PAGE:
The film’s subtitle comes from a Romani proverb (“You cannot walk straight when the road bends”) and was shot by a team including legendary documentary filmmaker Albert Maysles. Director Jasmine Dellal has created an exceptional peek at life on the road, entwined with the history, and current state, of Gypsy culture. There is so much vibrancy to each character, and so much depth to their relationships, that every bend this film takes proves riveting.
First, the music. The live performances are the foundation of the film, by which the underlying themes are told. Footage and sound quality are amazing, and most of the songs are captured on the accompanying soundtrack (released on World Village). Seeing these seemingly disparate outfits perform besides—and sometimes with—each other visually and aurally weaves them together. The connection between a harmonium- and dholak-led group of Rajasthan desert dwellers and the fire of two large Eastern European ensembles—one brass-based, the other by accordion, clarinet and cimbalom—is internally felt, and experienced. You can hear it in the exaggerated, soulful wails of their voices, and in the vibrant expressions they assume in performance.
Taraf de HaÏdouks
What proves most interesting is watching these kings and queens on stage, at one moment performing a confident, regal music, and returning with them home. This is where the film’s great strength lies. It does not stop by merely taking snapshots on the bus and in hotels, and of course, on stage. Each band is followed to their villages, and they wax realistic on what their lives mean, what this music means. There is an intimate scene with the charismatic violinist and vocalist of Taraf, Nicholae Neascu, where he explains how the money he earns supports more than a simple nuclear family—as well as his admitting that he was happy to have found fame later in life, when most of his mistakes have already been made.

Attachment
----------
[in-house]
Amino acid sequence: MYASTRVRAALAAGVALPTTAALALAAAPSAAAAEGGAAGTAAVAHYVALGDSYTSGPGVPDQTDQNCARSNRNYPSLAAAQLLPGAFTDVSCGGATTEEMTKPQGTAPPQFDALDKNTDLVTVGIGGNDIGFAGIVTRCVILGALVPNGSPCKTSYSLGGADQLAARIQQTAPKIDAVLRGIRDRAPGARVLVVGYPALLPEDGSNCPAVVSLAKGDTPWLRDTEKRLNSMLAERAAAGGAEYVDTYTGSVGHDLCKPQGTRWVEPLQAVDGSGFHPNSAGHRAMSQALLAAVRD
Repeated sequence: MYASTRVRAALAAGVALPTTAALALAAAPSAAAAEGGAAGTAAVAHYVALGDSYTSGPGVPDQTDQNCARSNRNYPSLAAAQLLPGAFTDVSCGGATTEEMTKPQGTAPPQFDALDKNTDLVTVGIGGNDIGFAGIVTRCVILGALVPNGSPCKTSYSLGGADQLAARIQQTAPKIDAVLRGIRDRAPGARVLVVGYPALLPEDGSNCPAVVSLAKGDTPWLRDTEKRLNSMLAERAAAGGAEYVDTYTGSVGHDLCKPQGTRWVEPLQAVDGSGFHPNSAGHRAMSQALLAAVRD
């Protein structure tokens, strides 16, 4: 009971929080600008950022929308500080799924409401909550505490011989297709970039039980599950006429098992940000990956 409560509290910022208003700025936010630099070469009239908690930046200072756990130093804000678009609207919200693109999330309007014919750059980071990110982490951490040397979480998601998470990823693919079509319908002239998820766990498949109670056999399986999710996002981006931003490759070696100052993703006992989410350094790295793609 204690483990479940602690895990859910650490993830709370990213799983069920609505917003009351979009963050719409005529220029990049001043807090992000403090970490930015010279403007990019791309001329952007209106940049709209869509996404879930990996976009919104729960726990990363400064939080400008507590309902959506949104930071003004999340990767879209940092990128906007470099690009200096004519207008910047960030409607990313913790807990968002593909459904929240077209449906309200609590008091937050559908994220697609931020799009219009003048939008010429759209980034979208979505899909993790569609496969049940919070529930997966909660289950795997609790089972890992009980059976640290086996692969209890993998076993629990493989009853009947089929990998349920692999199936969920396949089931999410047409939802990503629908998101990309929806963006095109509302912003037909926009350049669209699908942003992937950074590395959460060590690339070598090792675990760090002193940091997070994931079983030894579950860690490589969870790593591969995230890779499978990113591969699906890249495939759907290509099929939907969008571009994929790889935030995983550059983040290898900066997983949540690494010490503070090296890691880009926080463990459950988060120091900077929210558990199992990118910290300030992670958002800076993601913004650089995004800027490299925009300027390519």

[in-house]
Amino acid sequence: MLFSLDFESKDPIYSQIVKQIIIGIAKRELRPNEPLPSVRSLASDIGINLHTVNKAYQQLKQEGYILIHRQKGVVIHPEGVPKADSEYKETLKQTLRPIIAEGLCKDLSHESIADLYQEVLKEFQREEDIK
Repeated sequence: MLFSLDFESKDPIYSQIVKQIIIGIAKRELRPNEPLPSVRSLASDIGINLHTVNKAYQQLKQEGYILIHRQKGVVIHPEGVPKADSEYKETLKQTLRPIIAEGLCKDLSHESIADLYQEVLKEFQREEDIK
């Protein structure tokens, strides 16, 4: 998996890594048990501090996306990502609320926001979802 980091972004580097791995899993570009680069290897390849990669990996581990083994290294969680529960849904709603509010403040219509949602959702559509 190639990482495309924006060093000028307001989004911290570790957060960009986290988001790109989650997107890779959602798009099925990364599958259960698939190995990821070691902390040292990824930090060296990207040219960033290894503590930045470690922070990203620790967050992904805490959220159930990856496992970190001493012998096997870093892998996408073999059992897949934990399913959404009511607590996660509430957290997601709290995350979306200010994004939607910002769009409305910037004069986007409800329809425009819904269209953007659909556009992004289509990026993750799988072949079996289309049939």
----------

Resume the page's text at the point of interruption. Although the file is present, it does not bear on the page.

And of course the course of Juana al del Pipa’s life, where drugs destroyed her family and her faith in God brought them back. Watching her wail in the rehearsal studio, as Antonio is instructing dancers, is one of those truly special scenes that can only be captured in one take, at one time. The time then becomes timeless. The same goes for the desert homes of Maharaja, and the economic hardships they face while forging a career in music. The scene where one of the singers mimics a flamenco dance, to everyone’s laughter, is another special moment.
The storyline is well known: tragedy and struggle to create something beautiful and eternal—music. This is what strings together these multicultural Gypsies, in the same fashion that it ties us all together. Gypsy Caravan is a compellingly human story, gorgeously shot and magnificently edited. It tells the story this geography-deprived culture has wanted to tell for some time. It is not that the Rom are without homes; in fact, they have created some of the tightest and most loving familial communities known—something that America, a country where emotions are expressed by what you own and can materially provide, should take note of. These people provide each other with love, endless amounts of it, and inject that furious passion straight into their music. As one of the members of Fanfare mentions, Gypsy culture is something you just feel. In this case, as in many, the feeling far outweighs the words.